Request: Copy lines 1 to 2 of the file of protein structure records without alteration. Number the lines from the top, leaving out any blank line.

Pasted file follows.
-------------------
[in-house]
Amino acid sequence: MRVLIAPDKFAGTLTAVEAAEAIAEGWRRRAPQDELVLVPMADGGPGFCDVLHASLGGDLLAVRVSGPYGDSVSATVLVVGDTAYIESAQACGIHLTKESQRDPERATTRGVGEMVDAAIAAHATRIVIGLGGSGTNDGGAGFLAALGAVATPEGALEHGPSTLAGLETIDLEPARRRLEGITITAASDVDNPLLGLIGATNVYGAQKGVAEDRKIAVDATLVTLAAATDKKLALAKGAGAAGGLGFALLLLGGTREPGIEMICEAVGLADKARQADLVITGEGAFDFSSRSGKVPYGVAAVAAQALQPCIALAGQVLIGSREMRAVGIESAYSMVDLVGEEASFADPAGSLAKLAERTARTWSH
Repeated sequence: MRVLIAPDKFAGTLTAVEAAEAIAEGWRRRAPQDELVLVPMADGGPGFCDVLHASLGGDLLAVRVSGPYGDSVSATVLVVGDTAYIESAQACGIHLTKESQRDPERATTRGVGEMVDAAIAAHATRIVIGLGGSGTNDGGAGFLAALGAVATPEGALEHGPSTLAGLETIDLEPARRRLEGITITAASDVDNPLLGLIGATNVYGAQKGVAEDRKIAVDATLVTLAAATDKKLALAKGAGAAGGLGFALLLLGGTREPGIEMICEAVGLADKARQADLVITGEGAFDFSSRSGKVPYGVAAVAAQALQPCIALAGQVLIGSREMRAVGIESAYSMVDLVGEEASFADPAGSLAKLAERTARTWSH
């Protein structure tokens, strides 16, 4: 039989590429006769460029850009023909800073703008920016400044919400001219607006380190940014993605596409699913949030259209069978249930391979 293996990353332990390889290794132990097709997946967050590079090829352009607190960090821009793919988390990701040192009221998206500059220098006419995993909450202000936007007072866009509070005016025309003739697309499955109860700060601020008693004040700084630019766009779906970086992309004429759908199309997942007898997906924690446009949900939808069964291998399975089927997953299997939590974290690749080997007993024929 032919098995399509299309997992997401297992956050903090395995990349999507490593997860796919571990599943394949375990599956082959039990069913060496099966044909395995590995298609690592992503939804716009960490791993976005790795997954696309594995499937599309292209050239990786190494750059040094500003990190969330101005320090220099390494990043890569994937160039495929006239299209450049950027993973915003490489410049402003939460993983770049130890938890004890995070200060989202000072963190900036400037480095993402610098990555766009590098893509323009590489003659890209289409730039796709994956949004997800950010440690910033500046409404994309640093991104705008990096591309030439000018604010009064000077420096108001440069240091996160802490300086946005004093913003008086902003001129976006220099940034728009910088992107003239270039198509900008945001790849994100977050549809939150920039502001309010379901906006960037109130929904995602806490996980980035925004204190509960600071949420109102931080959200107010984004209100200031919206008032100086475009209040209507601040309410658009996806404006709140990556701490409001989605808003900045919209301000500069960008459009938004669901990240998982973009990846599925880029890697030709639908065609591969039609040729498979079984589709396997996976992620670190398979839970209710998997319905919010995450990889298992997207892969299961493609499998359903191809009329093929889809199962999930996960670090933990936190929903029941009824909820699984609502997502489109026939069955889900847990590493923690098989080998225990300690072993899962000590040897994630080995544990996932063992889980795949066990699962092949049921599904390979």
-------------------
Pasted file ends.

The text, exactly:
[in-house]
Amino acid sequence: MRVLIAPDKFAGTLTAVEAAEAIAEGWRRRAPQDELVLVPMADGGPGFCDVLHASLGGDLLAVRVSGPYGDSVSATVLVVGDTAYIESAQACGIHLTKESQRDPERATTRGVGEMVDAAIAAHATRIVIGLGGSGTNDGGAGFLAALGAVATPEGALEHGPSTLAGLETIDLEPARRRLEGITITAASDVDNPLLGLIGATNVYGAQKGVAEDRKIAVDATLVTLAAATDKKLALAKGAGAAGGLGFALLLLGGTREPGIEMICEAVGLADKARQADLVITGEGAFDFSSRSGKVPYGVAAVAAQALQPCIALAGQVLIGSREMRAVGIESAYSMVDLVGEEASFADPAGSLAKLAERTARTWSH